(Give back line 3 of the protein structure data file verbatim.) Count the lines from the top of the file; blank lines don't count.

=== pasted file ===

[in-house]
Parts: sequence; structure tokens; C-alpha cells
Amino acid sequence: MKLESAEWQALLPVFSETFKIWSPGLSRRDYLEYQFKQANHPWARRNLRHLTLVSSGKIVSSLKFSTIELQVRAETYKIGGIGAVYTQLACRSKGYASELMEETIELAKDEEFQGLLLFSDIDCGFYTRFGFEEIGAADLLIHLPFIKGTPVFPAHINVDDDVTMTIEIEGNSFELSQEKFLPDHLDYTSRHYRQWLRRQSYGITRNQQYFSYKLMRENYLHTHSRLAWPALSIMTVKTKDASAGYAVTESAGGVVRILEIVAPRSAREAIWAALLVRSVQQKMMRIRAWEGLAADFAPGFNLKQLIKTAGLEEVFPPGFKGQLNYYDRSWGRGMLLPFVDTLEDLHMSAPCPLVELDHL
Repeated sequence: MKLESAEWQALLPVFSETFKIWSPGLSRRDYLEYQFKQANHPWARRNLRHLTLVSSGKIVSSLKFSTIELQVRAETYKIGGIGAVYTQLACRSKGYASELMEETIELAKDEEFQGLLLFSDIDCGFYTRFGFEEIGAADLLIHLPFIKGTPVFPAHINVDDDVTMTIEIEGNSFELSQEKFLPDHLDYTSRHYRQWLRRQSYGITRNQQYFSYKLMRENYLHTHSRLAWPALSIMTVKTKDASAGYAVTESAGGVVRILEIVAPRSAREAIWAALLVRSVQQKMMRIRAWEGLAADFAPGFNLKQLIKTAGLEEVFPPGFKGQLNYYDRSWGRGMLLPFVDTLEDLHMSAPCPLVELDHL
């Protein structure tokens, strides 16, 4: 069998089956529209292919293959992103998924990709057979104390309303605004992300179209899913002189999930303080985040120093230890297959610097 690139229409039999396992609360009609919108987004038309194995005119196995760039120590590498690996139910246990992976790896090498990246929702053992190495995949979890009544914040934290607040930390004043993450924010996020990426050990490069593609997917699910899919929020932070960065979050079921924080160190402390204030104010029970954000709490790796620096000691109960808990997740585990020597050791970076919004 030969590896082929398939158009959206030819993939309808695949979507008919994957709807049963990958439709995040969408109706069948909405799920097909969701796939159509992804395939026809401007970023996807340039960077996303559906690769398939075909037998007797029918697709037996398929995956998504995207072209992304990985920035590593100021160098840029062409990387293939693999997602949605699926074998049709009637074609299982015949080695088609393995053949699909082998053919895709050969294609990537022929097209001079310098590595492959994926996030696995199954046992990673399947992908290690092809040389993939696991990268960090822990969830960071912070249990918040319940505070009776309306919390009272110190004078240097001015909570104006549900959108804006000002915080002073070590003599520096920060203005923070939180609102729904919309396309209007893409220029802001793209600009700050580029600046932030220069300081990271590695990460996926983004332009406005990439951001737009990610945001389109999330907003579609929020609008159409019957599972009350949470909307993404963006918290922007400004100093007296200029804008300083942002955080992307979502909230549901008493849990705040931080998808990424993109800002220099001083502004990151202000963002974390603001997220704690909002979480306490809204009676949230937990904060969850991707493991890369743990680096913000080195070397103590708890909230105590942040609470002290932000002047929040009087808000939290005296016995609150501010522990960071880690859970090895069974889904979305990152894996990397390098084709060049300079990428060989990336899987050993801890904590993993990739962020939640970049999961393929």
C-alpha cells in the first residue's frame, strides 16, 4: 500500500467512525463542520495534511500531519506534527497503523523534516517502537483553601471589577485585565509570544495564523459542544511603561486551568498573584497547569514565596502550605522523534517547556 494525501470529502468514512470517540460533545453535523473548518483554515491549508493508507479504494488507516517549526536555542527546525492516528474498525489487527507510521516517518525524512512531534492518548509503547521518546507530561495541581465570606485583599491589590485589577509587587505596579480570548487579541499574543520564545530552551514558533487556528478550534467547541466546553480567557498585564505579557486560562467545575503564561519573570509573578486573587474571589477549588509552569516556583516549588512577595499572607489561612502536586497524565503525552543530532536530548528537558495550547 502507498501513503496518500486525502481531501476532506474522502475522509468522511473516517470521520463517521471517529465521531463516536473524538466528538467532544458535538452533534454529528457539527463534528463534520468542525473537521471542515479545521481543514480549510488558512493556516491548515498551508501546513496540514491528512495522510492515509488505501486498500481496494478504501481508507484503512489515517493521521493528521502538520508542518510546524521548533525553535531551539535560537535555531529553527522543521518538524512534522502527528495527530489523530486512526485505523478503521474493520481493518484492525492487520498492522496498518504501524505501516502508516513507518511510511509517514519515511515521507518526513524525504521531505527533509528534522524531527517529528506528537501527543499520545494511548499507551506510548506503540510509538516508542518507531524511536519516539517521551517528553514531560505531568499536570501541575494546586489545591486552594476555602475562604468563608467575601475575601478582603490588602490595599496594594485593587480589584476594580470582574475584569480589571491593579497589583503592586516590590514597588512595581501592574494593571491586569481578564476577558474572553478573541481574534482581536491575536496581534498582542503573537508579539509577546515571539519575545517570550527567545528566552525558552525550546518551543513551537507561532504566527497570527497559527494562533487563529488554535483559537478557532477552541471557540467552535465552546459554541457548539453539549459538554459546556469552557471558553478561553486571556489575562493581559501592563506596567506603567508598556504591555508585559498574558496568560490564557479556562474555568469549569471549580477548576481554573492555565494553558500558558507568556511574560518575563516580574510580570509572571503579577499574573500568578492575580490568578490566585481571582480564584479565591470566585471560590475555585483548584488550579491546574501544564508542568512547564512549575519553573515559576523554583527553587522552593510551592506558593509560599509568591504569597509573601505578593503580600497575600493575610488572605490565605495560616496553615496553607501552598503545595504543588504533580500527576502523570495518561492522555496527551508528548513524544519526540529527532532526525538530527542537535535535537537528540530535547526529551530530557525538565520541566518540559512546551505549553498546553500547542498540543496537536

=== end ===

Amino acid sequence: MKLESAEWQALLPVFSETFKIWSPGLSRRDYLEYQFKQANHPWARRNLRHLTLVSSGKIVSSLKFSTIELQVRAETYKIGGIGAVYTQLACRSKGYASELMEETIELAKDEEFQGLLLFSDIDCGFYTRFGFEEIGAADLLIHLPFIKGTPVFPAHINVDDDVTMTIEIEGNSFELSQEKFLPDHLDYTSRHYRQWLRRQSYGITRNQQYFSYKLMRENYLHTHSRLAWPALSIMTVKTKDASAGYAVTESAGGVVRILEIVAPRSAREAIWAALLVRSVQQKMMRIRAWEGLAADFAPGFNLKQLIKTAGLEEVFPPGFKGQLNYYDRSWGRGMLLPFVDTLEDLHMSAPCPLVELDHL